Monday, August 25, 2008

How to Be a Good Recruit

Parents sometimes ask me what Mr. Coach looks for when he recruits a potential collegiate athlete. Talk about your loaded questions. But sometimes, depending on how manic the gleam is in those parents’ eyes, I will actually tell them.

1. The Ability to Fly Solo: I can still remember the day when Mr. Coach came home so excited about a visiting recruit he couldn’t stop grinning. "Are her times that good?" I asked him. "They’re very good," he replied, "but even better – she came alone." "What do you mean she came alone?" I asked him, knowing the girl was from the other side of the time zone. "I mean, she got on a plane by herself, she got here to campus by herself and she is visiting by herself," he cackled with glee. "Is she an orphan?" I said. "No," he shook his head, "she’s just mature."

And therein lies the glamorous allure of that particular recruit (who did indeed come to swim for Mr. Coach, did very well in school and sports, was a phenomenal babysitter and has kept in touch all these years and is probably reading this right now, knowing that I’m talking about her. Hi, Em!). She was mature enough to make a decision like this for herself. And her parents knew that.

Now, granted, you can’t blame parents for coming along on most recruit visits. Safety alone often makes that necessary. Plus if the parents know they’ll be paying for any portion of their child’s college education, they have every right to check out the money pit into which they’ll be shoveling the Benjamins.

But when Fauntleroy shows up with Mommy and Daddy, and then Mommy and Daddy do all the talking while Fauntleroy sits quietly in the corner, Mr. Coach knows exactly where Fauntleroy’s going to be during his first weekend at Money Pit U if he comes there. He’s going to be in the emergency room getting his stomach pumped because Fauntleroy’s first taste of freedom is going to come in a six-pack. Possibly two or three of them. So parents, either raise your kids to travel alone or let them do the talking when you visit.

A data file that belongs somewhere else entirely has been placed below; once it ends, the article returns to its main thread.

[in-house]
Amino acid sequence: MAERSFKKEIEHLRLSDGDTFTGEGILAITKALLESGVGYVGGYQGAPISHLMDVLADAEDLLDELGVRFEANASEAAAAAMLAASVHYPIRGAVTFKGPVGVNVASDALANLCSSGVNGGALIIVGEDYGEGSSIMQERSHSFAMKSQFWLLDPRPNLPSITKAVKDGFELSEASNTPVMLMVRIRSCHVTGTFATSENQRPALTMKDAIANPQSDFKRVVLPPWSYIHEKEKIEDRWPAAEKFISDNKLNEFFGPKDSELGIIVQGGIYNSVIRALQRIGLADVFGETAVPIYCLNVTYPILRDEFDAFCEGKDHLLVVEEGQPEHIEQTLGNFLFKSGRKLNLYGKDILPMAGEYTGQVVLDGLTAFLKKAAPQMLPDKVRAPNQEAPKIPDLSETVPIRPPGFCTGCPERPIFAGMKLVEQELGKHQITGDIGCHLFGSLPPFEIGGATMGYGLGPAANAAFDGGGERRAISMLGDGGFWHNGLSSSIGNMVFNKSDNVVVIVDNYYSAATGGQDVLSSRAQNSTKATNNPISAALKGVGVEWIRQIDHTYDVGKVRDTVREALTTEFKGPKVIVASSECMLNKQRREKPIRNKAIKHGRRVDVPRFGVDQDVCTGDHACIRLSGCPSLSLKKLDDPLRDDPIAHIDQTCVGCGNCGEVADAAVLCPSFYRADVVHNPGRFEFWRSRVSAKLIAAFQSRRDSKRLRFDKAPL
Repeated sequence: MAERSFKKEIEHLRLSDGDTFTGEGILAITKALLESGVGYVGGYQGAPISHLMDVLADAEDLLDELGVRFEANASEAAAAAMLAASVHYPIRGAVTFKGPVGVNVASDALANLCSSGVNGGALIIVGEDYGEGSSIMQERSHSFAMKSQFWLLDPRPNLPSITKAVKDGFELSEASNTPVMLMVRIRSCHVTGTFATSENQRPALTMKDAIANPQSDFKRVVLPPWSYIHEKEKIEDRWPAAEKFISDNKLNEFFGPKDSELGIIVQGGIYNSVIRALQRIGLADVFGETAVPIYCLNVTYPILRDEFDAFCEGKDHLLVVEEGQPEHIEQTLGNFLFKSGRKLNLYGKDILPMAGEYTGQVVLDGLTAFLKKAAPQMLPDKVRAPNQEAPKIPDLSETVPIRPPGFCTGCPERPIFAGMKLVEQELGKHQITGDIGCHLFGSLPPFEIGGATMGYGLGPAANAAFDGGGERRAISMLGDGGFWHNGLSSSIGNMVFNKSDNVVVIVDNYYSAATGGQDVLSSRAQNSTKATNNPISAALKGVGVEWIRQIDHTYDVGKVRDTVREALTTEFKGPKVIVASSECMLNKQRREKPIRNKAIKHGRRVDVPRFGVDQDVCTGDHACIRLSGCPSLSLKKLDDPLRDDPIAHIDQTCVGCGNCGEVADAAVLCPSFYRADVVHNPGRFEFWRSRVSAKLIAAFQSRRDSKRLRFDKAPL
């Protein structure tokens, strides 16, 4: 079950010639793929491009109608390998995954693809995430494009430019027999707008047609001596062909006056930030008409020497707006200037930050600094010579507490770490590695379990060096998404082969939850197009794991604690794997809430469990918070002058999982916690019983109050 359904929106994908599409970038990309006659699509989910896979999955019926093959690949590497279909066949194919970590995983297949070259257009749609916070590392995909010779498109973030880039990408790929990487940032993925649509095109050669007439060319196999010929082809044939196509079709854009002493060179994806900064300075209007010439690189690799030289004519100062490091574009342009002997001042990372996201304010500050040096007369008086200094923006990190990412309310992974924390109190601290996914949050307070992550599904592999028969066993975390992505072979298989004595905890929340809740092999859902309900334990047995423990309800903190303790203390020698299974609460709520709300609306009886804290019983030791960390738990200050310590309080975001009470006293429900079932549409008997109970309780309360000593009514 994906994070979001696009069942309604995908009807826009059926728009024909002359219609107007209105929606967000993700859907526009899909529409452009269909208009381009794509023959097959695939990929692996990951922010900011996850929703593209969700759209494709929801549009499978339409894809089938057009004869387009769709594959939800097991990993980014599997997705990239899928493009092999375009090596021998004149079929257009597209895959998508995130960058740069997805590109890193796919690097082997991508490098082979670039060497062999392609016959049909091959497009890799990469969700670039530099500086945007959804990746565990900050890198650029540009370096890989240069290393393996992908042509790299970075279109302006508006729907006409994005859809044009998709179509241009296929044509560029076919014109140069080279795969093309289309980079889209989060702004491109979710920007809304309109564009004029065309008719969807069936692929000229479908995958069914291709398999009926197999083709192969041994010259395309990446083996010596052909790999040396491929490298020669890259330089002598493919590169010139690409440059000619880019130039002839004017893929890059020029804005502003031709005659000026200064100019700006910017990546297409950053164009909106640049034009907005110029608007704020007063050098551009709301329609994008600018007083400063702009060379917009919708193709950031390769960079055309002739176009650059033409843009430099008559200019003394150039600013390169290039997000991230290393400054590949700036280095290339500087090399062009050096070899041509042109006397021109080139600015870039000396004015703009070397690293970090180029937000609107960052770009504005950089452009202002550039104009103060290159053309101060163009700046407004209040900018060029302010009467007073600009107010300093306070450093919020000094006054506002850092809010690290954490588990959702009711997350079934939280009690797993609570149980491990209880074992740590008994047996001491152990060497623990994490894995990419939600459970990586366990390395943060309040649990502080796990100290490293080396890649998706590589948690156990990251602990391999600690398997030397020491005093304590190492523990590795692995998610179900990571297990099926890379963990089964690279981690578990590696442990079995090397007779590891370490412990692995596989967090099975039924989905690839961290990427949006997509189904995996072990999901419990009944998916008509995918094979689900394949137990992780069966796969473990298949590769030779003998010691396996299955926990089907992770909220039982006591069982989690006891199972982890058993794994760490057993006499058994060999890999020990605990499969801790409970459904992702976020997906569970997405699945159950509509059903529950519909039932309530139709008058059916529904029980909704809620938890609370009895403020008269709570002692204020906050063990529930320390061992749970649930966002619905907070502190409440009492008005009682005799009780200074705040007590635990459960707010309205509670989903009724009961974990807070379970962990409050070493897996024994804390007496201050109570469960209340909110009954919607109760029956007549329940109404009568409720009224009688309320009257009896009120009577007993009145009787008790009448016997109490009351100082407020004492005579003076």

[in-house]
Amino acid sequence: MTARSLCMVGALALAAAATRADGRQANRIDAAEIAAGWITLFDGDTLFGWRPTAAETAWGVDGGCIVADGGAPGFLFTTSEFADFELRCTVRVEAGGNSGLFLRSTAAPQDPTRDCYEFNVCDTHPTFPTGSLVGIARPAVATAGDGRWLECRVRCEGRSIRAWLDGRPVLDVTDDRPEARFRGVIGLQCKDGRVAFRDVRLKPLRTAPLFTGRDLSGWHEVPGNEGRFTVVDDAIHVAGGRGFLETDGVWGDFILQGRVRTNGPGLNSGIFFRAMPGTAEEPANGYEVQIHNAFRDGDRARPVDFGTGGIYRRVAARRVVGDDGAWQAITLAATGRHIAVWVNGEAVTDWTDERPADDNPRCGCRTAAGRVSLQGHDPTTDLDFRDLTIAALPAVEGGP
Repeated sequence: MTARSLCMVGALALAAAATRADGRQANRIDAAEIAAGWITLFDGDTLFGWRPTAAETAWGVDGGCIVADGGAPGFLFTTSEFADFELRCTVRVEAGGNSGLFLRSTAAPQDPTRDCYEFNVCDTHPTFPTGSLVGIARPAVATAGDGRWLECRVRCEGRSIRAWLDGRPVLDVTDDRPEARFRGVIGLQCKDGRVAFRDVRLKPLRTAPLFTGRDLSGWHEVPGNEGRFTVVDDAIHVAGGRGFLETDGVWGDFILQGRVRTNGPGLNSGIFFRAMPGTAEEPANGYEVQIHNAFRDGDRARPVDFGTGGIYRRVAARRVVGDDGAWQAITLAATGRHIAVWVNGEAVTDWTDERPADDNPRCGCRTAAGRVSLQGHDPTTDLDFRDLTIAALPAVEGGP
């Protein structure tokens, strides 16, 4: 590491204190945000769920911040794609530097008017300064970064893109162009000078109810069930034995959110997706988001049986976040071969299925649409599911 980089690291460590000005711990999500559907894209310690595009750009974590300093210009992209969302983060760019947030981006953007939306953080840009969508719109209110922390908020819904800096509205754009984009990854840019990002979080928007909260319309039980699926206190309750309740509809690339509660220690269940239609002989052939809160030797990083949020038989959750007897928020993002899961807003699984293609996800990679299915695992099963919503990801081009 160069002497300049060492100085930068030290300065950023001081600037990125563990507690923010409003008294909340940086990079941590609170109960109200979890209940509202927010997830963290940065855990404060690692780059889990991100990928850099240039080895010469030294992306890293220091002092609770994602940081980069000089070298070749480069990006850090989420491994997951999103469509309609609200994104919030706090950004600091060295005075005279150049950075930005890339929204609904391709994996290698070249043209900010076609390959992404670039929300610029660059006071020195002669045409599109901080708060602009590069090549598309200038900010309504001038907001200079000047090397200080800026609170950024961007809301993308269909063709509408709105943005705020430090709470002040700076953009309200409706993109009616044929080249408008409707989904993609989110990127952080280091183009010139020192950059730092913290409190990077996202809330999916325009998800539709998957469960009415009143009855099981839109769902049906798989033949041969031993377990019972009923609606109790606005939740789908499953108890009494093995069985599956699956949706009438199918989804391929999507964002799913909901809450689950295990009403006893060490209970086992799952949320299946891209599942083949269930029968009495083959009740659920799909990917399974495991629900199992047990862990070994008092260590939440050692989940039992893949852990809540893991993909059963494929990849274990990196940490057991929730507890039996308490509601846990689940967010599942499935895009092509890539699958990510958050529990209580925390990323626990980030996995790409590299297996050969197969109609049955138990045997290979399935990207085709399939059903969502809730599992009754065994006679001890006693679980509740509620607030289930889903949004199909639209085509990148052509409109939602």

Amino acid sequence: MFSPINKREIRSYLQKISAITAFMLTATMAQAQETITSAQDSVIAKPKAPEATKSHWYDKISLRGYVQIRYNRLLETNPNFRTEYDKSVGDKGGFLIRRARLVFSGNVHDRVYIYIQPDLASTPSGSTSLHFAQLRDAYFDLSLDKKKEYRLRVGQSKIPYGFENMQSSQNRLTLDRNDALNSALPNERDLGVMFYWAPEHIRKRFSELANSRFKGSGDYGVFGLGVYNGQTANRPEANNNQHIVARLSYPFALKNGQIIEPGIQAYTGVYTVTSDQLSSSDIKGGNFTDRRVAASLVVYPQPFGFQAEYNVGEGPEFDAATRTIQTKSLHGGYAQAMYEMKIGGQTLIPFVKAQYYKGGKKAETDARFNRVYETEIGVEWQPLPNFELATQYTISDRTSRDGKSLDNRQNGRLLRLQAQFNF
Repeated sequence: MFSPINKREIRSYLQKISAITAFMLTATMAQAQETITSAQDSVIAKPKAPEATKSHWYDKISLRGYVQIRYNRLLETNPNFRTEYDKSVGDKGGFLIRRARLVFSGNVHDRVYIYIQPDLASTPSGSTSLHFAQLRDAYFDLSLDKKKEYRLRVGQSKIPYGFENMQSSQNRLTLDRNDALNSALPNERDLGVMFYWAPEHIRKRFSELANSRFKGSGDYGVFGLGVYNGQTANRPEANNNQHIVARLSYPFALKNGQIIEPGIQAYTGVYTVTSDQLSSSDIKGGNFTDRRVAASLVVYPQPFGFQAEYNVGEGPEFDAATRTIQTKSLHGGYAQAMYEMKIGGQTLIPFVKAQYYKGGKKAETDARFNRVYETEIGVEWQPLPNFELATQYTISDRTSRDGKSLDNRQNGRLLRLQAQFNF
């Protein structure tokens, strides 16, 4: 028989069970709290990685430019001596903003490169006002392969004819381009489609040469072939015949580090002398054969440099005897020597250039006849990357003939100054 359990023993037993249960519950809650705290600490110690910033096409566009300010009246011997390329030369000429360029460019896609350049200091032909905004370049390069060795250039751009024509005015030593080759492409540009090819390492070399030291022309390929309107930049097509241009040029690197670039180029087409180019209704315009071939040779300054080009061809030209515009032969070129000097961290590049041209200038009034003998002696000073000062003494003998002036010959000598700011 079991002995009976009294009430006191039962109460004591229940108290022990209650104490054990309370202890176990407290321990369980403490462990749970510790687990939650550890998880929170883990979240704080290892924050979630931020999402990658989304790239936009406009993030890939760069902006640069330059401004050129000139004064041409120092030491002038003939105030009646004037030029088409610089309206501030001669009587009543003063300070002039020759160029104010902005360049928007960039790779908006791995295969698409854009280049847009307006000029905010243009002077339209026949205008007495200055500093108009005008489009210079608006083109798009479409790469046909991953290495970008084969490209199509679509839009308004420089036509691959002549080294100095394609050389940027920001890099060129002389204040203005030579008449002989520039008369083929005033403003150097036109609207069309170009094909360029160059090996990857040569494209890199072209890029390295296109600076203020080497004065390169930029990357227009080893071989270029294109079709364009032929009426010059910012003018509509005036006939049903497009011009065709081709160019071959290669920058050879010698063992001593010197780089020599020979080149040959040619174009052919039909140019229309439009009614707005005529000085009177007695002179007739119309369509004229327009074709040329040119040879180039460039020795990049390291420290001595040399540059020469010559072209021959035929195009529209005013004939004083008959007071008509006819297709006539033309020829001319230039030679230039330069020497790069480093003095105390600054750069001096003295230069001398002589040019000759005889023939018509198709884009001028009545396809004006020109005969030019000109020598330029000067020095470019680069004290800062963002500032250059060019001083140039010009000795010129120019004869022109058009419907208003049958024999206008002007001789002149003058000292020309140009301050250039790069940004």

2. A Big Oxygen Intake Unit: The big hands-and-feet thing is a given in the swimming world. Those are the paddles and fins. But, from years of careful observation, Mr. Coach has added another body part to his list of desirable traits in recruits: Big noses. Whether the larger-than-average size comes from length or width or distance off the face doesn’t matter. Most excellent athletes, no matter what the sport, seem to have larger-than-average honkers. (If you don’t believe me, just go look at the athlete photos on the NBC Olympics Web site.) So, moral to the recruiting story here – don’t get a nose job.

3. A Sense of Humor: Most swim coaches have a sense of humor (or think they do). So it helps if the athletes have a sense of humor, too, because they’re going to be captive to their coach’s dumb jokes if they come to swim for him or her. When recruiting, Mr. Coach may throw a line out from a Monty Python or Mel Brooks movie, just to see if the recruits respond. If they do, then that’s golden. If they don’t respond but their parents do, then there’s hope. So brush up on your classic comedy films. It can only improve the overall quality of your life.

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